Founded by Enam Noor, the company’s platform, called inGAGE, is designed for use with Medicare Advantage and Managed Medicaid plans. The platform applies natural language processing to collect data for plan members like medical and clinical info, as well as social determinants of health. It generates a “next best action” for a member based on this info.
The innovation team at Baltimore-based hospital network LifeBridge Health is partnering with Chicago-based consumer health engagement company Higi to bring free smart heath stations to retail locations around the area for use by customers. LifeBridge is also helping other startups through its partnership with CareFirst BlueCross BlueShield’s Healthworx to create the incubator 1501 Health.
Founded by Andrew Suggs, the company is providing healthcare assessments using kiosks and screening tools at barbershops to meet patients where they are. The screenings can help catch preventable diseases that are leading causes of death in Black communities due to lack of access to healthcare, disparities in the healthcare system and a deeply ingrained mistrust in the medical system that often results in avoidance of yearly checkups.
Founder Avery Smith is building a database of Black skin for use by clinicians and researchers that work to improve AI functionality and combat racial bias in machine learning tools that are being used to decide between malignant and benign moles when testing for melanoma. The app itself will have users submit pictures of their skin and skin issues. The app will then provide feedback about what the issue might be, and suggestions on how to treat it.
Founded by Andrea Pais, the Harbor Launch at IMET-based company created a fully automated testing device for sexually transmitted infections that removes the need of lab technicians. The battery powered device, Novel Dx, analyzes the genetic sequence of a sample to identify a pathogen or genetic mutation. With the platform technology, the cartridges can be developed for a variety of infectious diseases, with tests in development for the coronavirus that causes COVID-19.
The Canton-based Johns Hopkins spinout makes FDA-approved test kits that offer gene-level analysis of cancerous tumors, called elio tissue complete. Combining chemistry and software, it’s designed to make next-generation sequencing testing available to local-level labs. It’s a medical advancement that could “democratize” access to the technology, which can help oncologists and patients make decisions about treatment.
Founded by Kavi Misri, the company offers a digital mental health therapy tool to medical providers to help expand access, and help patients build resilience. The system also includes a dashboard, which is used by providers for monitoring and to receive updates.
Founded out of Johns Hopkins by Eric Hamrock and Dr. Joseph Levin, the Towson-based company creates AI-based tools for healthcare that assist with community health outreach, triaging emergency room patients and patient scheduling. At the onset of the COVID-19 pandemic, the company applied tools to allow nurses to triage patients from home, and to ensure mobile units were efficiently deployed.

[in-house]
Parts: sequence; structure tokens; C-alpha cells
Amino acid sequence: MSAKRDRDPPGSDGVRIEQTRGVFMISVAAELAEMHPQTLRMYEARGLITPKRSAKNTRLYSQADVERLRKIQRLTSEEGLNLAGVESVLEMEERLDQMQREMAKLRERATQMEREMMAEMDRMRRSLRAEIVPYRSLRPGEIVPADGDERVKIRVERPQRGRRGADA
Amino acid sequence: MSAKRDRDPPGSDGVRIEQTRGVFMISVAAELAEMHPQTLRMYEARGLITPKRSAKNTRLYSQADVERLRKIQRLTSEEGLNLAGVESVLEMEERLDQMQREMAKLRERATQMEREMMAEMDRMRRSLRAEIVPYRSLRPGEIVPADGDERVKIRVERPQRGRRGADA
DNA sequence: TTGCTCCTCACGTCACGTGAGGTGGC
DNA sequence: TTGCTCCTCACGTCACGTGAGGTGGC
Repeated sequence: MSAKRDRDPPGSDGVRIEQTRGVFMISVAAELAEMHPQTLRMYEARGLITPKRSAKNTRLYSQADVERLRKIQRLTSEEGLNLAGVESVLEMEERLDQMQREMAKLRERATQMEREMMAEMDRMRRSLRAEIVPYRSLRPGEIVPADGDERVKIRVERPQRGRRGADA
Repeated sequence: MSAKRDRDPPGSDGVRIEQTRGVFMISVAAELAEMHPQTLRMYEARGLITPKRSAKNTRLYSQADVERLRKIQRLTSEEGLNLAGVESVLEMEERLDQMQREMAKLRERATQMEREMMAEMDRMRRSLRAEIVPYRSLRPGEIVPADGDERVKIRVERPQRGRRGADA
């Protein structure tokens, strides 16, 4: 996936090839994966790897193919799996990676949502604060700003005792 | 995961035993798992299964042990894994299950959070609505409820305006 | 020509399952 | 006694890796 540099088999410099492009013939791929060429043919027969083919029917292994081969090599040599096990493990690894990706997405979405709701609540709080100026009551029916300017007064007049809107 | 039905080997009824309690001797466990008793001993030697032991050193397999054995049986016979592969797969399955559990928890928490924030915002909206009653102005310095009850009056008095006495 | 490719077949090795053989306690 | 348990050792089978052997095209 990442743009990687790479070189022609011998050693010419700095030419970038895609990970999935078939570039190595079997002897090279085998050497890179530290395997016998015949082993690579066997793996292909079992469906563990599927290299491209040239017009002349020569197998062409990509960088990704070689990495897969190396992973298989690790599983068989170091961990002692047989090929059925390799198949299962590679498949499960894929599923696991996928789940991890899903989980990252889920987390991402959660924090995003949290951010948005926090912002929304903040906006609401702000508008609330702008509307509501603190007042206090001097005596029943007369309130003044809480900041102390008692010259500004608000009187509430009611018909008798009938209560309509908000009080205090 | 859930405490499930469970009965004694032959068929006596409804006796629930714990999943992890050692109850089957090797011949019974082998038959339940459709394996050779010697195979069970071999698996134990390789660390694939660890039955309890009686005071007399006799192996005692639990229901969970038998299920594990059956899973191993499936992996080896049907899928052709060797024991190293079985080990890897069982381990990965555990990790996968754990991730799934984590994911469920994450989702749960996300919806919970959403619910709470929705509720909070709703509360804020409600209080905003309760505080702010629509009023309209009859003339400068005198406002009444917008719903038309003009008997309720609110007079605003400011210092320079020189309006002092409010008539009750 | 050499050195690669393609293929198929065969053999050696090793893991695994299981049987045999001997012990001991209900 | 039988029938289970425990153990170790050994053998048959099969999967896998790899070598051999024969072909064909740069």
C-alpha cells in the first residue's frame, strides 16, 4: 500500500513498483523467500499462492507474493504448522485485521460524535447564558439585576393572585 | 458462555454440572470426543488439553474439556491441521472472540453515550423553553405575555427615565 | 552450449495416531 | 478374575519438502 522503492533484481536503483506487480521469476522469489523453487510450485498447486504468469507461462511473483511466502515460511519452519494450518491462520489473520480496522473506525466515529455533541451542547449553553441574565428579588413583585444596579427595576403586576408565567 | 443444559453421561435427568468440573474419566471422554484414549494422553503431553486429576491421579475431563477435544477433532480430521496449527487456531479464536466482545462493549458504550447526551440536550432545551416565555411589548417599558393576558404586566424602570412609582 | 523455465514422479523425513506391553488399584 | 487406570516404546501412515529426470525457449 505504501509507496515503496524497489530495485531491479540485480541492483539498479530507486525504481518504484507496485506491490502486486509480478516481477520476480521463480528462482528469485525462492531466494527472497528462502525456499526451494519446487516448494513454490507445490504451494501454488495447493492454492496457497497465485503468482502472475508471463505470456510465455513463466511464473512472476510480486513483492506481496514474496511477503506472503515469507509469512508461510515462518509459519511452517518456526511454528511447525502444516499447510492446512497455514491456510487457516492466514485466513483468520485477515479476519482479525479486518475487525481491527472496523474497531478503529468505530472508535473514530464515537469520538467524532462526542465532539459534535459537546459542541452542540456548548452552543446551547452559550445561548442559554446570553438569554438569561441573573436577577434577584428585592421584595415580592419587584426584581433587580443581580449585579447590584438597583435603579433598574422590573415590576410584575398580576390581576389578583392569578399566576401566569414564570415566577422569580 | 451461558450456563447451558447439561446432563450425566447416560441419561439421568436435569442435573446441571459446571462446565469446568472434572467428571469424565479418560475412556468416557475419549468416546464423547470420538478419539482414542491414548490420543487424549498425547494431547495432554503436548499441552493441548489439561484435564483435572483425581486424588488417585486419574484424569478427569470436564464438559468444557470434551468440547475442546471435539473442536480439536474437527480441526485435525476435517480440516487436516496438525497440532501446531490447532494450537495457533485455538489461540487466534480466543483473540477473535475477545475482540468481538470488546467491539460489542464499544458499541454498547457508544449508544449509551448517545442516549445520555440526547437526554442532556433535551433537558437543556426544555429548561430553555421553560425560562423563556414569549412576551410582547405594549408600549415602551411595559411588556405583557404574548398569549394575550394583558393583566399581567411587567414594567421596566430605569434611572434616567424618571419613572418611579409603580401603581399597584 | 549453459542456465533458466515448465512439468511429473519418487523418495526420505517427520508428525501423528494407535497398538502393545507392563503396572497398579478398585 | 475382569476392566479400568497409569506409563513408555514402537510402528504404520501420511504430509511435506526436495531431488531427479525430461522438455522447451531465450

Acquired in 2020 by Pittsburgh-based Net Health, the company developed a mobile app that’s used by clinicians to image and monitor chronic wounds. The app uses computer vision to analyze the wounds. Data then goes back into the doctor or nurse’s records, and they have access to a portal inside electronic medical records systems that allows them to track progress and plan care.
The company makes a tablet-based platform, called TikTalk, that’s designed to be used by speech language pathologists to help personalize training programs, and present children with engaging games that will improve and track their progress between sessions to treat speech issues and disorders using AI, machine learning and speech recognition.
The Columbia-based digital health company developed a platform to assist with chronic care management in areas including behavorial health, diabetes, heart failure and hypertension. It is offered to health plans, health systems and employers.
Based out of Howard County’s Elkridge as well as Rockville, Welmetrix developed a wireless sensor platform that is used by clinicians to track patients’ progress during rehabilitation. It’s designed for accountability in exercises assigned for patients who are recovering from an injury or procedure. As patients complete exercises, the platform tracks balance, core strength and joint function using a wireless sensor and mobile apps. Data, in turn, is shown through an app or web-based dashboard. The technology is currently being used in offices in Maryland, Virginia, Pennsylvania, and Delaware.
The company’s product, called Indicor, is a handheld device and corresponding Android app that helps patients monitor worsening heart failure.
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Donte Kirby is a 2020-2022 corps member for Report for America, an initiative of The Groundtruth Project that pairs young journalists with local newsrooms. This position is supported by the Robert W. Deutsch Foundation.